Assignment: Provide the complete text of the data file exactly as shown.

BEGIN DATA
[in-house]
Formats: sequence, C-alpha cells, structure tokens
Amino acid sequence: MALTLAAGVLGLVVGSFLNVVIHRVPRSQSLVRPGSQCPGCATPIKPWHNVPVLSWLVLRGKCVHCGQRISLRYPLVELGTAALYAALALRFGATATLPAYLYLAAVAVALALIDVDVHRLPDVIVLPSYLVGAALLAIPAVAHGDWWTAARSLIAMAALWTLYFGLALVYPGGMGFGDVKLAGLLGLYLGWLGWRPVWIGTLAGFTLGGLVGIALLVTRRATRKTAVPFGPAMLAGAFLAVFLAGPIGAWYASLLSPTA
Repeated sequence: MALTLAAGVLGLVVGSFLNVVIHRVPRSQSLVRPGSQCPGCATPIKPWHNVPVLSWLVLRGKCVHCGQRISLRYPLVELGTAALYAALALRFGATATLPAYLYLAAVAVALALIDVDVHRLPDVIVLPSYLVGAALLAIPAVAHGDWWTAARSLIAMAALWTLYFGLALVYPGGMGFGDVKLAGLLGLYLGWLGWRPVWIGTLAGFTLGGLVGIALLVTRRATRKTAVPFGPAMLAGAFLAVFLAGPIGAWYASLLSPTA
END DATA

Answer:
[in-house]
Formats: sequence, C-alpha cells, structure tokens
Amino acid sequence: MALTLAAGVLGLVVGSFLNVVIHRVPRSQSLVRPGSQCPGCATPIKPWHNVPVLSWLVLRGKCVHCGQRISLRYPLVELGTAALYAALALRFGATATLPAYLYLAAVAVALALIDVDVHRLPDVIVLPSYLVGAALLAIPAVAHGDWWTAARSLIAMAALWTLYFGLALVYPGGMGFGDVKLAGLLGLYLGWLGWRPVWIGTLAGFTLGGLVGIALLVTRRATRKTAVPFGPAMLAGAFLAVFLAGPIGAWYASLLSPTA
Repeated sequence: MALTLAAGVLGLVVGSFLNVVIHRVPRSQSLVRPGSQCPGCATPIKPWHNVPVLSWLVLRGKCVHCGQRISLRYPLVELGTAALYAALALRFGATATLPAYLYLAAVAVALALIDVDVHRLPDVIVLPSYLVGAALLAIPAVAHGDWWTAARSLIAMAALWTLYFGLALVYPGGMGFGDVKLAGLLGLYLGWLGWRPVWIGTLAGFTLGGLVGIALLVTRRATRKTAVPFGPAMLAGAFLAVFLAGPIGAWYASLLSPTA